Top 10 things to know about the NFL concussion settlement
After more than three years of litigation, the National Football League (NFL) and thousands of former players recently reached a compensation agreement for those suffering from neurological conditions related to on-field concussions, including dementia, Parkinson’s disease and chronic traumatic encephalopathy (CTE). Here are the top 10 things to know about the settlement:
It all started with one doctor
In September 2002, a Pittsburgh-area pathologist, Bennet Omalu, began autopsying the body of a 50-year-old homeless man. The assignment, however, turned out to be anything but routine. As Omalu eventually discovered, the deceased was former NFL star Mike Webster, whose mental health declined rapidly in the years following his football career. Omalu’s eventual study of Webster’s brain led him to publish new research theorizing that a new condition caused by repeated on-field brain injuries, CTE, was the cause.1
More former players quickly followed
Omalu followed up his research on Webster by examining the brain of Terry Long, another former NFL player who faced numerous unexplained mental health challenges. Similar to Webster, Long’s brain was visibly damaged and exhibited the same protein build-up that Omalu linked to repeated head trauma on the gridiron for both men, as well as former players Justin Strzelczyk and Andre Waters.2
Many more players may be affected
According to a study of 1,100 ex-NFL players in 2000, more than 60 percent suffered at least one concussion during their playing days, 51 percent were knocked unconscious on multiple occasions, 31 percent had memory issues, and more than one-quarter reported that they were unable to dress or feed themselves.3
Even mild on-field head trauma considered serious
A 2012 study by the University Center for the Study of Traumatic Encephalopathy, the Veterans Affairs Boston Healthcare System and Sports Legacy Institute studied the brains of 85 athletes, as well as combat veterans and civilians, who suffered mild traumatic brain injuries during their lifetimes. In their study, the researchers concluded that “there may be severe and devastating long-term consequences of repetitive brain trauma that has traditionally been considered only mild.”4
The NFL took a long time to acknowledge the problem
The league first linked concussions with long-term health issues in 2009, saying publicly that “it’s quite obvious from the medical research that’s been done that concussions can lead to long-term problems.”5 Seven years later, an NFL official first acknowledged the relationship between CTE and football after questioning from a member of Congress.6
In April 2015, a federal judge approved a settlement that provides up to $5 million to former NFL players with playing-related neurological conditions.7 The $900 million agreement would allow claims for up to 65 years and “include payment of monetary awards to retirees diagnosed with certain neurological conditions, funding for a program to monitor, diagnose and counsel ex-players and payment of fees to the retired players’ attorneys.”8
Supreme Court petitioned
In September 2016, a group of former NFL players challenged the legality of the nearly $1 billion class action settlement, asking the U.S. Supreme Court to look into whether the deal is fair because it doesn’t provide adequate compensation to future players suffering from CTE.9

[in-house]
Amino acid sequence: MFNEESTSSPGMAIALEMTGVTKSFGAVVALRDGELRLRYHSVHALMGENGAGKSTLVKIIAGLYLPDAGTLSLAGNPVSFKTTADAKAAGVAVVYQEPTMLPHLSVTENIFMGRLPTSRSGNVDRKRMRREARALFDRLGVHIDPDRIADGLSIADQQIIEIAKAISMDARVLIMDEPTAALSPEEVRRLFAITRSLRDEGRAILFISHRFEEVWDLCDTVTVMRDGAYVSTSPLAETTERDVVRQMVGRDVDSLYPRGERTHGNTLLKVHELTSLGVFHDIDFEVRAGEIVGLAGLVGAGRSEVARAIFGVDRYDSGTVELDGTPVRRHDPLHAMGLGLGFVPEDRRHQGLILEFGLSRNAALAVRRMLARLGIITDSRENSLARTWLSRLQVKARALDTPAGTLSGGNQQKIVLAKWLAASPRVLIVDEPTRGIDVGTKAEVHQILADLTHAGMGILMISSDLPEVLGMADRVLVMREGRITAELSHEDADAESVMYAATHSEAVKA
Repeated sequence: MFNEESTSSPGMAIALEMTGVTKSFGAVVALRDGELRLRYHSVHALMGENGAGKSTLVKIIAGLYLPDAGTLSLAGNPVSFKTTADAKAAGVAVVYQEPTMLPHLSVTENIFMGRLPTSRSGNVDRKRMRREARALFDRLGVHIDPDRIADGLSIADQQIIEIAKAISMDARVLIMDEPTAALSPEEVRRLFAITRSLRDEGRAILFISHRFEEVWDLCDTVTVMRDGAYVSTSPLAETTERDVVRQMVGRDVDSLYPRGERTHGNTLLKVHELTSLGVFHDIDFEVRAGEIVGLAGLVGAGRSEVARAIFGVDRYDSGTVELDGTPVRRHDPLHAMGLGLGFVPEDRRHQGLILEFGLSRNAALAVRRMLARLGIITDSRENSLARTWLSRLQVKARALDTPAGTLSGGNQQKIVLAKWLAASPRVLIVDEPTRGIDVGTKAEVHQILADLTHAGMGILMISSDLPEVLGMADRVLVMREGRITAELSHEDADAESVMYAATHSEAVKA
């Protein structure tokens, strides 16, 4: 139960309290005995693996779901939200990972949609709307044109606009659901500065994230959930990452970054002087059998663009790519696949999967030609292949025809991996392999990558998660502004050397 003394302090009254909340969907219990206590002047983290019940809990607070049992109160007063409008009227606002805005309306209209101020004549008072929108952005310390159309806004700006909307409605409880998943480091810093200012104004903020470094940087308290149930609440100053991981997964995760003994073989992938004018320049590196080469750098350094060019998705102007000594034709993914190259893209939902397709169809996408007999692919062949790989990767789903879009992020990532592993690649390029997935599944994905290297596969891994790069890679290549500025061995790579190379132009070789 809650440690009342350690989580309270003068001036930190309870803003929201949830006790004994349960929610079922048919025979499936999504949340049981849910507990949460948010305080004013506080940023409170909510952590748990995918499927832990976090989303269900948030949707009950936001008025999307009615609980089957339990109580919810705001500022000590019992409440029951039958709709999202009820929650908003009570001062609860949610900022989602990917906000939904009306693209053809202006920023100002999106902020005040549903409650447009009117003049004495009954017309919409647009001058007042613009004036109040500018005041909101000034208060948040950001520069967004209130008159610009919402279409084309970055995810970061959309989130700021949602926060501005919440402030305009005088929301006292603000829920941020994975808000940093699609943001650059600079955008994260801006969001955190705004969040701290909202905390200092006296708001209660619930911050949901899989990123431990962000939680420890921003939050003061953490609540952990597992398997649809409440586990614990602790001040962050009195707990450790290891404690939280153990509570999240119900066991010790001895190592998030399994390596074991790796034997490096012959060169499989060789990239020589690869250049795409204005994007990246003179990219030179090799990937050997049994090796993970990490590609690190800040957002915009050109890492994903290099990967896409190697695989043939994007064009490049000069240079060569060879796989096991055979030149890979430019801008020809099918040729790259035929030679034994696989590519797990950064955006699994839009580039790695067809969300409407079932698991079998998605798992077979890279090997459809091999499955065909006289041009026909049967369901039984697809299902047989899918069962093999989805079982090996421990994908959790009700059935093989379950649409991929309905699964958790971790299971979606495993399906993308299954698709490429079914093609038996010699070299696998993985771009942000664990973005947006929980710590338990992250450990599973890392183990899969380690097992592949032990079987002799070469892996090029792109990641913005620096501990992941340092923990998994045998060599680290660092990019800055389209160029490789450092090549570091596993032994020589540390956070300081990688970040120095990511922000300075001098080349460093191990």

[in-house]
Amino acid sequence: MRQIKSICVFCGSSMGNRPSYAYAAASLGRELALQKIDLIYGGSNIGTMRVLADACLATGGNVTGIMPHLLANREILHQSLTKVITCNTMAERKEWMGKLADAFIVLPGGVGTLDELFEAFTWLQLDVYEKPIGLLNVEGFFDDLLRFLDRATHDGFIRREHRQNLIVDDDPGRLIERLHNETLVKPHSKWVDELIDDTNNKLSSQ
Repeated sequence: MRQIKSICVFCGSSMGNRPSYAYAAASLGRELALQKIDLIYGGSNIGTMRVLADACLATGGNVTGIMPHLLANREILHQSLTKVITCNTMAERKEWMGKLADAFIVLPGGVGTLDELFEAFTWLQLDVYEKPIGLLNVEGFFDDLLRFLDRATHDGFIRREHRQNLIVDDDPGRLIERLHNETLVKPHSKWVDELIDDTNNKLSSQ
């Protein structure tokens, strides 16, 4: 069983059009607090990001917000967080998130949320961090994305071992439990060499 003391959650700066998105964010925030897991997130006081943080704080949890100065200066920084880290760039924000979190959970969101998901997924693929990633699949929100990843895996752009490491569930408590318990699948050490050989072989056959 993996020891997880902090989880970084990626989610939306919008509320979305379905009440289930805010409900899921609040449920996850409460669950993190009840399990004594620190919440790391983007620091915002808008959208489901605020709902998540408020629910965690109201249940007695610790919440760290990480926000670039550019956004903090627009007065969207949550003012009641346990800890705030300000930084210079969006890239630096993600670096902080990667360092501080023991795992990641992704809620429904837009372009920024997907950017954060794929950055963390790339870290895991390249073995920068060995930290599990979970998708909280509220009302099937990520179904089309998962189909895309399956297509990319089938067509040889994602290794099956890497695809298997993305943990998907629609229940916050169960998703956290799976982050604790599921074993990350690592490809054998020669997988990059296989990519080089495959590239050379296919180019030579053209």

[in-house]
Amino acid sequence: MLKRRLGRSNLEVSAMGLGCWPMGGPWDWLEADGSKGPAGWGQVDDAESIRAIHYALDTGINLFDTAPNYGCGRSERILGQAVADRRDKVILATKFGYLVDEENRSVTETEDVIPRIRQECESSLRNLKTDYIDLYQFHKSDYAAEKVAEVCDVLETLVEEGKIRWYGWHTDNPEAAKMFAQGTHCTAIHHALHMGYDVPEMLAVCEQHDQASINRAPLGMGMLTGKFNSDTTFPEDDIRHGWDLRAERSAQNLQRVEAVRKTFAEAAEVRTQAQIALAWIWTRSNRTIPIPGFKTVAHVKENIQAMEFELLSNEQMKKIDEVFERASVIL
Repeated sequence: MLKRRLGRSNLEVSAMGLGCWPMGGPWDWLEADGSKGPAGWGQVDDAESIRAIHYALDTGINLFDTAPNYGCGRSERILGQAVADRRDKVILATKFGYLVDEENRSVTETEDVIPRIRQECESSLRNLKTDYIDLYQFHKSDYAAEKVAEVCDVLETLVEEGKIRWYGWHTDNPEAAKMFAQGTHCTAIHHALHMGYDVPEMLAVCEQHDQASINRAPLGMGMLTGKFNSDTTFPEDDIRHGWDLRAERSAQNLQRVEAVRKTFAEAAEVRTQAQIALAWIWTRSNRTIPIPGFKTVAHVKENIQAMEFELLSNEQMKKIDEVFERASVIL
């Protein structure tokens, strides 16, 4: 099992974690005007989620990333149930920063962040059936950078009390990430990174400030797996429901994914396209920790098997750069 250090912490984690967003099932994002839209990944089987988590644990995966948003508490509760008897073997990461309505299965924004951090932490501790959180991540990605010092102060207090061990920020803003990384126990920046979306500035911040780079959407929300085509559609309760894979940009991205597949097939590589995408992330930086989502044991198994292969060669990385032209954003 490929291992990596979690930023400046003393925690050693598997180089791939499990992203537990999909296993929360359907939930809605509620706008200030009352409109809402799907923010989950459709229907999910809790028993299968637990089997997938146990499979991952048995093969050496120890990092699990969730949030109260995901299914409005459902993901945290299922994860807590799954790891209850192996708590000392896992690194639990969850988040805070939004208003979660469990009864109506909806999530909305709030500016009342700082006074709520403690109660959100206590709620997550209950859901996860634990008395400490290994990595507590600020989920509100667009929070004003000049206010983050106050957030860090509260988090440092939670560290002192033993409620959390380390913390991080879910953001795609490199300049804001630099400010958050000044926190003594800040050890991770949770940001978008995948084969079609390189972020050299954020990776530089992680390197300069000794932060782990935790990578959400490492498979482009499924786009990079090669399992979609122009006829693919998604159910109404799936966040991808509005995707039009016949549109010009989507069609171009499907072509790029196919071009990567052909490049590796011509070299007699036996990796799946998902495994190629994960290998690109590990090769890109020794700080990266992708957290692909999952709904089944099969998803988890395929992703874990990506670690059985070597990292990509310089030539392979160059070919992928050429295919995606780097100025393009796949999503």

Proven treatment available for former NFL players
At Crosby’s Sports Treatment Center, athletes take multiple diagnostic tests, panel work-ups, brain scans and clinical assessments with our team of doctors. Using advanced imaging technology, our specialists assess and accurately diagnose each athlete for concussion or other brain-related damage or injury.
Inpatient and outpatient options
Our residential treatment program lasts from 30 days to one year and provides access to Crosby’s Neuroscience Institute Brain Lab in addition to group sessions and wellness programs. The outpatient programs allow athletes to receive treatment without disrupting their current family, vocational and social commitments. The program combines education and emotional processing to address the thoughts and feelings that drive behaviors.
Individualized treatment programs
Crosby’s Sports Treatment Center’s programs provide the following services:
• An experienced team of doctors, therapists, specialists and advisors
• Brain mapping (qEEG) to diagnose functional abnormalities
• Advanced brain scans for accurate diagnosis
• Integrated Eye Movement Desensitization and Processing (EMDR) therapy, Cognitive Behavioral Therapy (CBT), Dialectical Behavior Therapy (DBT) and computer lab access for brain adjustments
• Healthy holistic recovery plans
• Brain imaging (SPECT) to diagnose physical damage to the brain from injury
• Neurofeedback and biofeedback to measure therapy’s effectiveness
• 24/7 player coordinators
 “Bennet Omalu, Concussions, and the NFL: How One Doctor Changed Football Forever,” GQ, Sept. 14, 2009
 American Academy of Neurology, 2000
 “The spectrum of disease in chronic traumatic encephalopathy,” Brain: A Journal of Neurology, Dec. 2, 2012
 “NFL acknowledges long-term concussion effects,” The New York Times, Dec. 20. 2009
 “NFL acknowledges, for first time, link between football, brain disease,” ESPN, March 15, 2016
 “Judge Approves Deal in N.F.L. Concussion Suit,” The New York Times, April 22, 2015
 “Judge approves settlement — at least $900M — to NFL concussion lawsuits,” USA Today, April 22, 2015
 “Supreme Court again asked to block $1B NFL concussion settlement,” Associated Press, Sept. 28, 2016
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